The simplest example you can relate to when it comes to monitoring is your car dashboard. A car dashboard reveals various interesting/essential details to the driver. Some of the common things include
Your car dashboard is not just an accessory like having leather seats. It’s one of the core components of the car similar to your engine and tyres. The consequences of not having a dashboard is fatal, it provides you with some important notifications. Example: If your fuel level is running low, you are conscious you need to stop in your next fuel station. It’s impossible for a driver to perform all these checks every time before he starts the car or keep an eye while driving, without the monitoring and notification system.
In a middleware system like BizTalk server, monitoring is identical to having a car dashboard. BizTalk server may be running with tons of core components like messaging engine, orchestration engine, throttling, etc but without having monitoring in place your system is prone to accidents. It’s all about how you can capture the event well in advance and react to it.
Monitoring is all about 3 key items Events, Threshold and Notification. In the car example, running out of fuel is an event, your car manufacturer might configure less than 50 kms as threshold to alert user, and your dashboard becomes a notification platform.
In a technical example, it would be: running out of disk space is an event, 20% free space available could be the threshold, once the free space goes below 20% then send notification in the form of email/sms can be triggered.
The important challenge is configuring the correct threshold values so that you are not creating too much noise (alerts) or too little so event gets unnoticed. It’s also important you notify the right person. In the car case you should notify the driver, not the passenger sleeping in the rear seat.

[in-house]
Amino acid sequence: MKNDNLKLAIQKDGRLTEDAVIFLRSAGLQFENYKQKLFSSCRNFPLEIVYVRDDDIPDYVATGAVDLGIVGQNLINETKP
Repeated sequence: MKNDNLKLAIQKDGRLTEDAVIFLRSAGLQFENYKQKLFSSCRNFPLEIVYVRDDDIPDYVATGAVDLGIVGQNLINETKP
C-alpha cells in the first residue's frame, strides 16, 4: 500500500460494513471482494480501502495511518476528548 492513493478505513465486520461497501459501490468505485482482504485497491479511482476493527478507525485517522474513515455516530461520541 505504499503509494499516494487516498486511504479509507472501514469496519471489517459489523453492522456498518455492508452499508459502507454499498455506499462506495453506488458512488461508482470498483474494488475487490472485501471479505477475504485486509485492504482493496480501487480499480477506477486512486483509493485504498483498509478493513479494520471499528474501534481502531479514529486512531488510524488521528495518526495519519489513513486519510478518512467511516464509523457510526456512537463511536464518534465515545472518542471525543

Now let’s take a BizTalk example and see how having proper monitoring in place can save the accident about to happen.
Spool size, i.e. number of messages in the spool table in BizTalk Message box database is one of the key metric in BizTalk environment. Any in-flight messages will have an entry in the spool table. Number of records in this table will fluctuate based on the load in your environment. In an ideal situation, if your environment is not processing anything there shouldn’t be any data in this table. The depth of the spool table should not grow linearly. If in case the table grows non-stop, then there is a problem in your environment.
Note: You can monitor the depth of the spool table by using the performance counter “Message Box:General Counters /Spool size”.
It’s important you monitor the growth of the spool table. In the below picture, it’s important to monitor and notify corresponding users when the spool size depth is at warning level, rather than leaving it to grow till it reaches the threshold error point.
The best monitoring solution is to spot and react to the situation before it gets worst. In the above scenario, by having a proper monitoring solution in place users will start getting notifications when the system enters warning state, where immediate action can mitigate the issue and bring the system to a stable state.
Organisations should take monitoring seriously if they are serious about their business. Having proper monitoring solution in place is like having cops to protect your house and neighborhood. It’s much easier and safe to avoid someone breaking into your house, than trying to find the thief after the incident. Here are the key advantages proper monitoring brings for organizations
When your systems are down, your company credibility is at risk. Once lost it may be difficult to restore customer confidence.